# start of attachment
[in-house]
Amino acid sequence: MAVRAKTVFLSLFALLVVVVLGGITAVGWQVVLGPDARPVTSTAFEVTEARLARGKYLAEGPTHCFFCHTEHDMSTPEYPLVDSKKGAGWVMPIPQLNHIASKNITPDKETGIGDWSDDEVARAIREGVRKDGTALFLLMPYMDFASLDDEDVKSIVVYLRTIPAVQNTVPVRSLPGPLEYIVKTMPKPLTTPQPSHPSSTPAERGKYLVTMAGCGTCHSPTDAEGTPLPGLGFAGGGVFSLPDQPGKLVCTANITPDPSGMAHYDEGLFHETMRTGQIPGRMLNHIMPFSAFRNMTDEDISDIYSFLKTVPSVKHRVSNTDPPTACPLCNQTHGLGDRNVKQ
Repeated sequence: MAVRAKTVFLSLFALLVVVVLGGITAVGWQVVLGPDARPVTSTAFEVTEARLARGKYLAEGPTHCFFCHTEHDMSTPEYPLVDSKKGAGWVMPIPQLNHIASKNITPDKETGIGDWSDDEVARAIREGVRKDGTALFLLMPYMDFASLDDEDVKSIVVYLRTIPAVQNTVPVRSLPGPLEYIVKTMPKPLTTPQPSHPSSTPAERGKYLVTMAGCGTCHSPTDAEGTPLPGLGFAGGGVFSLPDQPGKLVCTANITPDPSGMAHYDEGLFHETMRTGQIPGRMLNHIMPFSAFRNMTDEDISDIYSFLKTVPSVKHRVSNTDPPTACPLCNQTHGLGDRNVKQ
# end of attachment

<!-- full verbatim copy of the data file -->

[in-house]
Amino acid sequence: MAVRAKTVFLSLFALLVVVVLGGITAVGWQVVLGPDARPVTSTAFEVTEARLARGKYLAEGPTHCFFCHTEHDMSTPEYPLVDSKKGAGWVMPIPQLNHIASKNITPDKETGIGDWSDDEVARAIREGVRKDGTALFLLMPYMDFASLDDEDVKSIVVYLRTIPAVQNTVPVRSLPGPLEYIVKTMPKPLTTPQPSHPSSTPAERGKYLVTMAGCGTCHSPTDAEGTPLPGLGFAGGGVFSLPDQPGKLVCTANITPDPSGMAHYDEGLFHETMRTGQIPGRMLNHIMPFSAFRNMTDEDISDIYSFLKTVPSVKHRVSNTDPPTACPLCNQTHGLGDRNVKQ
Repeated sequence: MAVRAKTVFLSLFALLVVVVLGGITAVGWQVVLGPDARPVTSTAFEVTEARLARGKYLAEGPTHCFFCHTEHDMSTPEYPLVDSKKGAGWVMPIPQLNHIASKNITPDKETGIGDWSDDEVARAIREGVRKDGTALFLLMPYMDFASLDDEDVKSIVVYLRTIPAVQNTVPVRSLPGPLEYIVKTMPKPLTTPQPSHPSSTPAERGKYLVTMAGCGTCHSPTDAEGTPLPGLGFAGGGVFSLPDQPGKLVCTANITPDPSGMAHYDEGLFHETMRTGQIPGRMLNHIMPFSAFRNMTDEDISDIYSFLKTVPSVKHRVSNTDPPTACPLCNQTHGLGDRNVKQ